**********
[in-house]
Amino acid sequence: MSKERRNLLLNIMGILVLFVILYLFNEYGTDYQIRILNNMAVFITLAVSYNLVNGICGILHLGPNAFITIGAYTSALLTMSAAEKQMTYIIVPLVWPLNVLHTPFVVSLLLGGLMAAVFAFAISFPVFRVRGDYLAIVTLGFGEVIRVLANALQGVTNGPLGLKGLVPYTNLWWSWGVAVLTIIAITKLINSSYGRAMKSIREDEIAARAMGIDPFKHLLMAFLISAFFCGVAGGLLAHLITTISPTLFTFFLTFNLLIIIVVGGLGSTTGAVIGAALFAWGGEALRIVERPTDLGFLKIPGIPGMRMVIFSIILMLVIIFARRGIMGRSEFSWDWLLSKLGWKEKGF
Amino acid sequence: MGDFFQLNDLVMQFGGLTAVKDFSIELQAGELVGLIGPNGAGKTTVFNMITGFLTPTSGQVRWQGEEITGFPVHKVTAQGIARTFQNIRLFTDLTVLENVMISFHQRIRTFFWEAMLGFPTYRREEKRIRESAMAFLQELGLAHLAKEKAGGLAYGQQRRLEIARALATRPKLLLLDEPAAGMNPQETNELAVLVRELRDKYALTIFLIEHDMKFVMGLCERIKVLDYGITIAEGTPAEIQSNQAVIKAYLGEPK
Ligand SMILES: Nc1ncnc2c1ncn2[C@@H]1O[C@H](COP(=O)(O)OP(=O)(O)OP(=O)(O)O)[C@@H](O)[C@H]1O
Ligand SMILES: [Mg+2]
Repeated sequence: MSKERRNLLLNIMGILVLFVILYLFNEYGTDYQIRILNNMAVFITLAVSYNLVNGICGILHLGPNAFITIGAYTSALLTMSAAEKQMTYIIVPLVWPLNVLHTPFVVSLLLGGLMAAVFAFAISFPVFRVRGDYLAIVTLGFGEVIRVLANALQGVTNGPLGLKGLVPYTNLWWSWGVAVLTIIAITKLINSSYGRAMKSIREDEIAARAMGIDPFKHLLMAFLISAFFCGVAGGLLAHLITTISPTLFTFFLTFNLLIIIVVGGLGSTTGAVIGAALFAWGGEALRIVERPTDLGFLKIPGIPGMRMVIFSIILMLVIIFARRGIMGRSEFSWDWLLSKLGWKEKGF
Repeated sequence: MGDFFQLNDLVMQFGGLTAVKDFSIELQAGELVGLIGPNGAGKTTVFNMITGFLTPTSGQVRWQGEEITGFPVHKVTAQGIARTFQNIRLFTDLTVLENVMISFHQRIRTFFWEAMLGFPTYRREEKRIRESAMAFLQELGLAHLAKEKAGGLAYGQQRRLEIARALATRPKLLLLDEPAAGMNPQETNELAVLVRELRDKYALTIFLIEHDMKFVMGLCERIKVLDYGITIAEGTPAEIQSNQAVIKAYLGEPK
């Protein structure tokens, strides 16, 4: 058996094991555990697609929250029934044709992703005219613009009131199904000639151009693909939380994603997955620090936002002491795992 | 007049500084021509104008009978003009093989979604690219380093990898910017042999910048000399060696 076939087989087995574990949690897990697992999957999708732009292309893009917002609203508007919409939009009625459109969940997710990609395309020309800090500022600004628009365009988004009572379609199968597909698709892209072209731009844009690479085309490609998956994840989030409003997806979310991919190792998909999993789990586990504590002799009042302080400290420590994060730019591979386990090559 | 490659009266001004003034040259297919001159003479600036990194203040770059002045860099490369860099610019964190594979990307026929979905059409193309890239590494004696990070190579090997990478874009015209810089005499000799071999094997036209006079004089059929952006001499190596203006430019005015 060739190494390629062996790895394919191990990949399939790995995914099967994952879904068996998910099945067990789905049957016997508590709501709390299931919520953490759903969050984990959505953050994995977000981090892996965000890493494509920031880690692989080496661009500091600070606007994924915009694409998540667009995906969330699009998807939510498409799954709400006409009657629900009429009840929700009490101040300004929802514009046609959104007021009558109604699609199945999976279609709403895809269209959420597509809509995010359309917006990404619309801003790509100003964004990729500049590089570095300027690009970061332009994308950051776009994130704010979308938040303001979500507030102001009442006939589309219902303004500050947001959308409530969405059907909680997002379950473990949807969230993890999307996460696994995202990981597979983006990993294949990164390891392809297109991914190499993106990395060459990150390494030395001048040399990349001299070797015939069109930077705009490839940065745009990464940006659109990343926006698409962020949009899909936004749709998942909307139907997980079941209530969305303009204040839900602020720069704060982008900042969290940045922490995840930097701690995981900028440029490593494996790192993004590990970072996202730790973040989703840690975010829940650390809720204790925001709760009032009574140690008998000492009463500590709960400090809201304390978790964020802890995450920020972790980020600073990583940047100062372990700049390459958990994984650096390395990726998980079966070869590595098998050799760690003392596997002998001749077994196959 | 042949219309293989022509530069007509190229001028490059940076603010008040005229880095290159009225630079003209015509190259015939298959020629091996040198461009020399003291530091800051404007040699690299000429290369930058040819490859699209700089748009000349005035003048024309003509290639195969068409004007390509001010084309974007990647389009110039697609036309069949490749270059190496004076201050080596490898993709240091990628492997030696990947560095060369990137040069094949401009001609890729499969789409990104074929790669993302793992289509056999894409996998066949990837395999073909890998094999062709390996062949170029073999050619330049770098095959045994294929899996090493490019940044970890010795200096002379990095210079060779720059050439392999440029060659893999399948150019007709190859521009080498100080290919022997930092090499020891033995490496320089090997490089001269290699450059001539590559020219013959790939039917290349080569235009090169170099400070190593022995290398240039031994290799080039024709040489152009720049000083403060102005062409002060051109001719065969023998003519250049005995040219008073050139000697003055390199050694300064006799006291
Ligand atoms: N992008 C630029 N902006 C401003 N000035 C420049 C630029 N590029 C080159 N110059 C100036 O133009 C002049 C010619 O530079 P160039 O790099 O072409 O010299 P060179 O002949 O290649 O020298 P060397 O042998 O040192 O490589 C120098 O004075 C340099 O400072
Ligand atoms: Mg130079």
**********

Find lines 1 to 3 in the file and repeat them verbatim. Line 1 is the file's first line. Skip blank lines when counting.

[in-house]
Amino acid sequence: MSKERRNLLLNIMGILVLFVILYLFNEYGTDYQIRILNNMAVFITLAVSYNLVNGICGILHLGPNAFITIGAYTSALLTMSAAEKQMTYIIVPLVWPLNVLHTPFVVSLLLGGLMAAVFAFAISFPVFRVRGDYLAIVTLGFGEVIRVLANALQGVTNGPLGLKGLVPYTNLWWSWGVAVLTIIAITKLINSSYGRAMKSIREDEIAARAMGIDPFKHLLMAFLISAFFCGVAGGLLAHLITTISPTLFTFFLTFNLLIIIVVGGLGSTTGAVIGAALFAWGGEALRIVERPTDLGFLKIPGIPGMRMVIFSIILMLVIIFARRGIMGRSEFSWDWLLSKLGWKEKGF
Amino acid sequence: MGDFFQLNDLVMQFGGLTAVKDFSIELQAGELVGLIGPNGAGKTTVFNMITGFLTPTSGQVRWQGEEITGFPVHKVTAQGIARTFQNIRLFTDLTVLENVMISFHQRIRTFFWEAMLGFPTYRREEKRIRESAMAFLQELGLAHLAKEKAGGLAYGQQRRLEIARALATRPKLLLLDEPAAGMNPQETNELAVLVRELRDKYALTIFLIEHDMKFVMGLCERIKVLDYGITIAEGTPAEIQSNQAVIKAYLGEPK